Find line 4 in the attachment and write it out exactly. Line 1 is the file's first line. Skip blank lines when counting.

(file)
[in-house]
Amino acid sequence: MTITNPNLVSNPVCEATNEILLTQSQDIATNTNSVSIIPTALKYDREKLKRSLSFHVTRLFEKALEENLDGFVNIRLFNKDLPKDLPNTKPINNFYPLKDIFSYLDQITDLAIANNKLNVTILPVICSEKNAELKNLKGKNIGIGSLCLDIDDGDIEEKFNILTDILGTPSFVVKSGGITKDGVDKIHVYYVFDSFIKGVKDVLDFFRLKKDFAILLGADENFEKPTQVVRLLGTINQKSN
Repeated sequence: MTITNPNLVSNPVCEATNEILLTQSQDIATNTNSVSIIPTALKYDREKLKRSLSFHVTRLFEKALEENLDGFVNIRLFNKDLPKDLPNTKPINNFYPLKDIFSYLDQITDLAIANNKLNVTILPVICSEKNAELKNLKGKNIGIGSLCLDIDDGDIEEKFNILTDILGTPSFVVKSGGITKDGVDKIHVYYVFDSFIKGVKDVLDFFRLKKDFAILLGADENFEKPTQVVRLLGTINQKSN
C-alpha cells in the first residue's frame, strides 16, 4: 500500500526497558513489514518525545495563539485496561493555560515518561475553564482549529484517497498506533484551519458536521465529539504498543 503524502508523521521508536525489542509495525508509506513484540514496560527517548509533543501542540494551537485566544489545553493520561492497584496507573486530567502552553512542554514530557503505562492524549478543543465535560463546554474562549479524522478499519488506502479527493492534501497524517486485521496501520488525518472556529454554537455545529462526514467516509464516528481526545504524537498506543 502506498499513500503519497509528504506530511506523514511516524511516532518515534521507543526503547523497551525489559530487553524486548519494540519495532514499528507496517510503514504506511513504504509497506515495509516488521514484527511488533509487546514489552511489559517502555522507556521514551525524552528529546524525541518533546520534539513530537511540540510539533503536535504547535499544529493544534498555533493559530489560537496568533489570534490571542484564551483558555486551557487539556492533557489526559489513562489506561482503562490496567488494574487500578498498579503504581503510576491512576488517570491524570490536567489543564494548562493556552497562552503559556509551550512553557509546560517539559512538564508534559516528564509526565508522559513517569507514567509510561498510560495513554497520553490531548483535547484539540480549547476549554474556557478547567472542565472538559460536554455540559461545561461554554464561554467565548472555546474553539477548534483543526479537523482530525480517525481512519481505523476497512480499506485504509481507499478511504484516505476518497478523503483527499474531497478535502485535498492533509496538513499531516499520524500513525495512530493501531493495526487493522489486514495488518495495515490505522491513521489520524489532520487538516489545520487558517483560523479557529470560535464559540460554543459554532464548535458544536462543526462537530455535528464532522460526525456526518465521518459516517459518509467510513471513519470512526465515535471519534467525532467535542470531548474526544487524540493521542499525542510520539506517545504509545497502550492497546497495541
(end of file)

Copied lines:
C-alpha cells in the first residue's frame, strides 16, 4: 500500500526497558513489514518525545495563539485496561493555560515518561475553564482549529484517497498506533484551519458536521465529539504498543 503524502508523521521508536525489542509495525508509506513484540514496560527517548509533543501542540494551537485566544489545553493520561492497584496507573486530567502552553512542554514530557503505562492524549478543543465535560463546554474562549479524522478499519488506502479527493492534501497524517486485521496501520488525518472556529454554537455545529462526514467516509464516528481526545504524537498506543 502506498499513500503519497509528504506530511506523514511516524511516532518515534521507543526503547523497551525489559530487553524486548519494540519495532514499528507496517510503514504506511513504504509497506515495509516488521514484527511488533509487546514489552511489559517502555522507556521514551525524552528529546524525541518533546520534539513530537511540540510539533503536535504547535499544529493544534498555533493559530489560537496568533489570534490571542484564551483558555486551557487539556492533557489526559489513562489506561482503562490496567488494574487500578498498579503504581503510576491512576488517570491524570490536567489543564494548562493556552497562552503559556509551550512553557509546560517539559512538564508534559516528564509526565508522559513517569507514567509510561498510560495513554497520553490531548483535547484539540480549547476549554474556557478547567472542565472538559460536554455540559461545561461554554464561554467565548472555546474553539477548534483543526479537523482530525480517525481512519481505523476497512480499506485504509481507499478511504484516505476518497478523503483527499474531497478535502485535498492533509496538513499531516499520524500513525495512530493501531493495526487493522489486514495488518495495515490505522491513521489520524489532520487538516489545520487558517483560523479557529470560535464559540460554543459554532464548535458544536462543526462537530455535528464532522460526525456526518465521518459516517459518509467510513471513519470512526465515535471519534467525532467535542470531548474526544487524540493521542499525542510520539506517545504509545497502550492497546497495541